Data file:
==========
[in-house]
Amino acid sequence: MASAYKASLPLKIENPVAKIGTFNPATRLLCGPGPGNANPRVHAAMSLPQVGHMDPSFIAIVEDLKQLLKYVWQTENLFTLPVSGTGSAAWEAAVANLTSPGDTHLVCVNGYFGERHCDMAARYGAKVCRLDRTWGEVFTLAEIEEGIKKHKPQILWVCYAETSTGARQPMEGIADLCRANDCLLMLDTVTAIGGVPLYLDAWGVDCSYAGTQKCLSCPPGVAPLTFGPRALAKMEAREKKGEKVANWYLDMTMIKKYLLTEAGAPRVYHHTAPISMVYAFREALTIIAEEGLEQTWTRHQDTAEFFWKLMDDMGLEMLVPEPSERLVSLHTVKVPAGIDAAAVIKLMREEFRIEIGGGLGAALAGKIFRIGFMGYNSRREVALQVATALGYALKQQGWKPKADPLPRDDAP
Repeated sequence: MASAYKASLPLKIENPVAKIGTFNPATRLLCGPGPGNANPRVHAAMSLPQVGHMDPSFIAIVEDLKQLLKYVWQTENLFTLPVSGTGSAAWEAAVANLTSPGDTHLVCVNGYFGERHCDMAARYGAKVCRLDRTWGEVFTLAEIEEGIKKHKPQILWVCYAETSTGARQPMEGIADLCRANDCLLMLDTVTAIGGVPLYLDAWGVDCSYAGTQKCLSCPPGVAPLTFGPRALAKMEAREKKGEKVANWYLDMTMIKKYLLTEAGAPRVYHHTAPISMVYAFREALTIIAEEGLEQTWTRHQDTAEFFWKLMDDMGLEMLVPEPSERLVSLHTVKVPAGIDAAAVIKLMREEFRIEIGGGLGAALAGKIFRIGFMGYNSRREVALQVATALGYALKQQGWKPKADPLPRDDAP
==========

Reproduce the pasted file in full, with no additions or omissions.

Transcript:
[in-house]
Amino acid sequence: MASAYKASLPLKIENPVAKIGTFNPATRLLCGPGPGNANPRVHAAMSLPQVGHMDPSFIAIVEDLKQLLKYVWQTENLFTLPVSGTGSAAWEAAVANLTSPGDTHLVCVNGYFGERHCDMAARYGAKVCRLDRTWGEVFTLAEIEEGIKKHKPQILWVCYAETSTGARQPMEGIADLCRANDCLLMLDTVTAIGGVPLYLDAWGVDCSYAGTQKCLSCPPGVAPLTFGPRALAKMEAREKKGEKVANWYLDMTMIKKYLLTEAGAPRVYHHTAPISMVYAFREALTIIAEEGLEQTWTRHQDTAEFFWKLMDDMGLEMLVPEPSERLVSLHTVKVPAGIDAAAVIKLMREEFRIEIGGGLGAALAGKIFRIGFMGYNSRREVALQVATALGYALKQQGWKPKADPLPRDDAP
Repeated sequence: MASAYKASLPLKIENPVAKIGTFNPATRLLCGPGPGNANPRVHAAMSLPQVGHMDPSFIAIVEDLKQLLKYVWQTENLFTLPVSGTGSAAWEAAVANLTSPGDTHLVCVNGYFGERHCDMAARYGAKVCRLDRTWGEVFTLAEIEEGIKKHKPQILWVCYAETSTGARQPMEGIADLCRANDCLLMLDTVTAIGGVPLYLDAWGVDCSYAGTQKCLSCPPGVAPLTFGPRALAKMEAREKKGEKVANWYLDMTMIKKYLLTEAGAPRVYHHTAPISMVYAFREALTIIAEEGLEQTWTRHQDTAEFFWKLMDDMGLEMLVPEPSERLVSLHTVKVPAGIDAAAVIKLMREEFRIEIGGGLGAALAGKIFRIGFMGYNSRREVALQVATALGYALKQQGWKPKADPLPRDDAP